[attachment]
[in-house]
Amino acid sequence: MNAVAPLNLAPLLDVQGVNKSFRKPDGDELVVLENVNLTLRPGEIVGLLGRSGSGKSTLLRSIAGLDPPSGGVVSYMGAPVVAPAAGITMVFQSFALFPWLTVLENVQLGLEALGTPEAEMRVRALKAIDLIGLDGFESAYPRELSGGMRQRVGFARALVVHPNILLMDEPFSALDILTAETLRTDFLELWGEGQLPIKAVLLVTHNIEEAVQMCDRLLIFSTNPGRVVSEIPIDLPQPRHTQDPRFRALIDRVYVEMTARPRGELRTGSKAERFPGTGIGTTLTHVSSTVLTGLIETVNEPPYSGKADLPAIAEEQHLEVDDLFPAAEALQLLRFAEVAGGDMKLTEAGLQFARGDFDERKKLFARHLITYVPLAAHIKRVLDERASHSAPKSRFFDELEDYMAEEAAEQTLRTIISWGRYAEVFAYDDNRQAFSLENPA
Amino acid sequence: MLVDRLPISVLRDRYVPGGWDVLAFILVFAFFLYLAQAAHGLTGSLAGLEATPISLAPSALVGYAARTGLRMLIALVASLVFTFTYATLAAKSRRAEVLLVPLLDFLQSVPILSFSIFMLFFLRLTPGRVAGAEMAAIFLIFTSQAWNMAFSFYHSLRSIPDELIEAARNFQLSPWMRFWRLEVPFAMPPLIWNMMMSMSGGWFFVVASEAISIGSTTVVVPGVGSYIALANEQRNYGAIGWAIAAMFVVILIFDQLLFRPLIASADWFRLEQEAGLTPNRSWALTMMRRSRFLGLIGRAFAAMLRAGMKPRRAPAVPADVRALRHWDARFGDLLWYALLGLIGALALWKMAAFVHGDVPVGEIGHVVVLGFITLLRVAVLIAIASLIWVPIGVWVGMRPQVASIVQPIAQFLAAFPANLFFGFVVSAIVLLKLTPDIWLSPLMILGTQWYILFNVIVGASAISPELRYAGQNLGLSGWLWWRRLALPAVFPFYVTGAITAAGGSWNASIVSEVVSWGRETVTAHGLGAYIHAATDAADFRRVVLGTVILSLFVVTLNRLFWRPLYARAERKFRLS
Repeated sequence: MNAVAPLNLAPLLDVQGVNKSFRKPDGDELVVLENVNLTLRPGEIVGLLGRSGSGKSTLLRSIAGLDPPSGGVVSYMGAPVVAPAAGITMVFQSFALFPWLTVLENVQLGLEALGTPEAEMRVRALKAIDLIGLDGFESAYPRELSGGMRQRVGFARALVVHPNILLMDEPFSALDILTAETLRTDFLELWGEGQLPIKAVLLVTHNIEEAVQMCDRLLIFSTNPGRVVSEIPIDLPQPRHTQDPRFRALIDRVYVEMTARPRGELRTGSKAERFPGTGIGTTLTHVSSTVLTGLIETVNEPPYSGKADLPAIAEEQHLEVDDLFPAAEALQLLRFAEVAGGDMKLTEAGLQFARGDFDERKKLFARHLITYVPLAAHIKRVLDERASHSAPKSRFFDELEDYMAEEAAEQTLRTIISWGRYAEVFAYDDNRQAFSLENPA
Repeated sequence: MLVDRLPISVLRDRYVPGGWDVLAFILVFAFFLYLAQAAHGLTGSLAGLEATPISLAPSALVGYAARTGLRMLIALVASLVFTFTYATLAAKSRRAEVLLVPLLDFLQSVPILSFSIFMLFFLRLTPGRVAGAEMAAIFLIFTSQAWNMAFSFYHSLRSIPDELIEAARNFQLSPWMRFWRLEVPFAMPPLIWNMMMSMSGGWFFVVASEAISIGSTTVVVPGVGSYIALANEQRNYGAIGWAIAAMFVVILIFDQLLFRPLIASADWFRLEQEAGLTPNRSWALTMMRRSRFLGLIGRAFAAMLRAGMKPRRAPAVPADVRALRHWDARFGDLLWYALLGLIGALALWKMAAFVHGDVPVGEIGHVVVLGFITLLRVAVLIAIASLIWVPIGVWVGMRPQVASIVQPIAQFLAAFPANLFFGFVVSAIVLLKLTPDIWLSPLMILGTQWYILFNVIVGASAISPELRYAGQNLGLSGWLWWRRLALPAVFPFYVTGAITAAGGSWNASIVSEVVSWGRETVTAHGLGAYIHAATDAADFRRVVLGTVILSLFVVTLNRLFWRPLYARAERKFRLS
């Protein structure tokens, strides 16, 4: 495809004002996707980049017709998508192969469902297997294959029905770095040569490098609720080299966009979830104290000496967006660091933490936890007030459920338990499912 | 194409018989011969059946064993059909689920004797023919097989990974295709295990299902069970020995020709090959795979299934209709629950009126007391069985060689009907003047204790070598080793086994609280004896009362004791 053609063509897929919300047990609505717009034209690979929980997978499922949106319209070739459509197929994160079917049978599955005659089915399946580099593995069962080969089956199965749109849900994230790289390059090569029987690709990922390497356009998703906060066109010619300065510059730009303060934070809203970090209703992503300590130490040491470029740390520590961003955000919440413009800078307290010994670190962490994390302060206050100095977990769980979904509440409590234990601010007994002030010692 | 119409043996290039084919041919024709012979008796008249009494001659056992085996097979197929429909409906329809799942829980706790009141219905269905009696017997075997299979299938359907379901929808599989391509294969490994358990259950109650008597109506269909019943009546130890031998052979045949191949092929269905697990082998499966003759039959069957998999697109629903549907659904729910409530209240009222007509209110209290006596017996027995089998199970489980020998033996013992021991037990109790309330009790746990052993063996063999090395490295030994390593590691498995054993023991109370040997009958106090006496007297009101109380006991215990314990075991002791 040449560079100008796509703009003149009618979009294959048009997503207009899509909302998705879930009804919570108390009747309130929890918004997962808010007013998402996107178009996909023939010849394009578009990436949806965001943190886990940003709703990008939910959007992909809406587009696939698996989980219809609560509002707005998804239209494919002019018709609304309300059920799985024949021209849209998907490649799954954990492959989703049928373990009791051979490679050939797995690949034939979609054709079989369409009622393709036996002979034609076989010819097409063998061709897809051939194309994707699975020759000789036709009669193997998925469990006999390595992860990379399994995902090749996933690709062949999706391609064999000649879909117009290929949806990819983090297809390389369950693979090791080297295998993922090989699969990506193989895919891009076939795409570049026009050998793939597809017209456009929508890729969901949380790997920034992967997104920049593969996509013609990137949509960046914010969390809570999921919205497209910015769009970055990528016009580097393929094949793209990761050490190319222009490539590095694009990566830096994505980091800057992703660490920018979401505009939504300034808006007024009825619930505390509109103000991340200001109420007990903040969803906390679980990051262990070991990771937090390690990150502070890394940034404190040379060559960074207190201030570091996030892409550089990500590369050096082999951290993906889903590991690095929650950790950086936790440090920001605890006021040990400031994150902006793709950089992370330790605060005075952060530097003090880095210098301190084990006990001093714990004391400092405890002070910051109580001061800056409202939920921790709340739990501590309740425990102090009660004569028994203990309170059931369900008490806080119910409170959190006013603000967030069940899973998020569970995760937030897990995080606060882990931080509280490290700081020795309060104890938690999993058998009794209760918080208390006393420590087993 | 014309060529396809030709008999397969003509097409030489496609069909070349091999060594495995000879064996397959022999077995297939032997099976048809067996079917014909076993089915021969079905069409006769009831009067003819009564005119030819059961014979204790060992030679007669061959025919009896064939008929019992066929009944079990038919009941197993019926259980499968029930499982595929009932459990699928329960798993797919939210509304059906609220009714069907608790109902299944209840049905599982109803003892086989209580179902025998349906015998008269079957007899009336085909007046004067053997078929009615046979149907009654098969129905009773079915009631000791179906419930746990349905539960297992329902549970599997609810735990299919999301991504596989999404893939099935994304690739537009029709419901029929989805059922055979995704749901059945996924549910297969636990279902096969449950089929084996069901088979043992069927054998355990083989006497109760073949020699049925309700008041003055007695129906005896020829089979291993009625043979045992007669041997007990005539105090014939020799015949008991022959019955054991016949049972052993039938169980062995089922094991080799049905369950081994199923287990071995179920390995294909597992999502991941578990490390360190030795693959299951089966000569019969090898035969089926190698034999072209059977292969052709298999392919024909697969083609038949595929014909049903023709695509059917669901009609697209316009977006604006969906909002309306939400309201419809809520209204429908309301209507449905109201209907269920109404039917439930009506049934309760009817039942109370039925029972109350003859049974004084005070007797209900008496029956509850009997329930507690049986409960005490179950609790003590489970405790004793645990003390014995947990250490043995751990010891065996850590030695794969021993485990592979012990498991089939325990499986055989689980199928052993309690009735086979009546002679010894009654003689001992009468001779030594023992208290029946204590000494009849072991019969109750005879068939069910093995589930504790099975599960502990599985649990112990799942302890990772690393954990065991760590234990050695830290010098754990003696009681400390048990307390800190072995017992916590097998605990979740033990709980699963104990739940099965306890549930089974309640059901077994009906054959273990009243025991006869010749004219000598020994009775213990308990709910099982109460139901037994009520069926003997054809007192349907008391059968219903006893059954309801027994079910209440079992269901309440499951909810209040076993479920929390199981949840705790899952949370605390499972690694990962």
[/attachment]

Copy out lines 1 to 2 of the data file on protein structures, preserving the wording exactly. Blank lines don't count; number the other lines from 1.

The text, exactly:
[in-house]
Amino acid sequence: MNAVAPLNLAPLLDVQGVNKSFRKPDGDELVVLENVNLTLRPGEIVGLLGRSGSGKSTLLRSIAGLDPPSGGVVSYMGAPVVAPAAGITMVFQSFALFPWLTVLENVQLGLEALGTPEAEMRVRALKAIDLIGLDGFESAYPRELSGGMRQRVGFARALVVHPNILLMDEPFSALDILTAETLRTDFLELWGEGQLPIKAVLLVTHNIEEAVQMCDRLLIFSTNPGRVVSEIPIDLPQPRHTQDPRFRALIDRVYVEMTARPRGELRTGSKAERFPGTGIGTTLTHVSSTVLTGLIETVNEPPYSGKADLPAIAEEQHLEVDDLFPAAEALQLLRFAEVAGGDMKLTEAGLQFARGDFDERKKLFARHLITYVPLAAHIKRVLDERASHSAPKSRFFDELEDYMAEEAAEQTLRTIISWGRYAEVFAYDDNRQAFSLENPA